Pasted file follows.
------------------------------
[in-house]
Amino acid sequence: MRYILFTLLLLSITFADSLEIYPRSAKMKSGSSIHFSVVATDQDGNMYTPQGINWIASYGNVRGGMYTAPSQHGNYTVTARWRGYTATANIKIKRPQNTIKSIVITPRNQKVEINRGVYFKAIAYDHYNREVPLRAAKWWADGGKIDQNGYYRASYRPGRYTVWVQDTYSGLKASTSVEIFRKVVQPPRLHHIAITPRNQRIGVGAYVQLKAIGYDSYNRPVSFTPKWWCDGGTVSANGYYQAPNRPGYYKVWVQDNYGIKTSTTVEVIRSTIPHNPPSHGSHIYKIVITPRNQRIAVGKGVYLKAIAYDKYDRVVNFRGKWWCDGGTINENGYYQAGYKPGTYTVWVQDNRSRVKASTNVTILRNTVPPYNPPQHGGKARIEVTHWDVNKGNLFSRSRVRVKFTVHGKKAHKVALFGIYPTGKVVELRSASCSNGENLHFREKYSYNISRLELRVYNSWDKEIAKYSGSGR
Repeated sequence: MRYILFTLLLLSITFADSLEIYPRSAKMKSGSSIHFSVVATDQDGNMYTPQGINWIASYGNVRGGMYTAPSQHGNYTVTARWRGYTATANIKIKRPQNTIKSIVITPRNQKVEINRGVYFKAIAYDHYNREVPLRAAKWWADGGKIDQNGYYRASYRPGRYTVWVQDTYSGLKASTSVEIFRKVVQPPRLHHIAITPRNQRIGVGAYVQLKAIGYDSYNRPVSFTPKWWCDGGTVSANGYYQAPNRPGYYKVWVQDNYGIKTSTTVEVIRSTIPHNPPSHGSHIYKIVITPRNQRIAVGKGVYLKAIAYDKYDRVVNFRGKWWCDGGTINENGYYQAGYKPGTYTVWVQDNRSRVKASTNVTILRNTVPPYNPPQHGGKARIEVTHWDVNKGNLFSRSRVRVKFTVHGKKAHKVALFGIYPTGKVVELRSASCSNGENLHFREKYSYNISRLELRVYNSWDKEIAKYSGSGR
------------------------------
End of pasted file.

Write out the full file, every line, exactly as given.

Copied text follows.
[in-house]
Amino acid sequence: MRYILFTLLLLSITFADSLEIYPRSAKMKSGSSIHFSVVATDQDGNMYTPQGINWIASYGNVRGGMYTAPSQHGNYTVTARWRGYTATANIKIKRPQNTIKSIVITPRNQKVEINRGVYFKAIAYDHYNREVPLRAAKWWADGGKIDQNGYYRASYRPGRYTVWVQDTYSGLKASTSVEIFRKVVQPPRLHHIAITPRNQRIGVGAYVQLKAIGYDSYNRPVSFTPKWWCDGGTVSANGYYQAPNRPGYYKVWVQDNYGIKTSTTVEVIRSTIPHNPPSHGSHIYKIVITPRNQRIAVGKGVYLKAIAYDKYDRVVNFRGKWWCDGGTINENGYYQAGYKPGTYTVWVQDNRSRVKASTNVTILRNTVPPYNPPQHGGKARIEVTHWDVNKGNLFSRSRVRVKFTVHGKKAHKVALFGIYPTGKVVELRSASCSNGENLHFREKYSYNISRLELRVYNSWDKEIAKYSGSGR
Repeated sequence: MRYILFTLLLLSITFADSLEIYPRSAKMKSGSSIHFSVVATDQDGNMYTPQGINWIASYGNVRGGMYTAPSQHGNYTVTARWRGYTATANIKIKRPQNTIKSIVITPRNQKVEINRGVYFKAIAYDHYNREVPLRAAKWWADGGKIDQNGYYRASYRPGRYTVWVQDTYSGLKASTSVEIFRKVVQPPRLHHIAITPRNQRIGVGAYVQLKAIGYDSYNRPVSFTPKWWCDGGTVSANGYYQAPNRPGYYKVWVQDNYGIKTSTTVEVIRSTIPHNPPSHGSHIYKIVITPRNQRIAVGKGVYLKAIAYDKYDRVVNFRGKWWCDGGTINENGYYQAGYKPGTYTVWVQDNRSRVKASTNVTILRNTVPPYNPPQHGGKARIEVTHWDVNKGNLFSRSRVRVKFTVHGKKAHKVALFGIYPTGKVVELRSASCSNGENLHFREKYSYNISRLELRVYNSWDKEIAKYSGSGR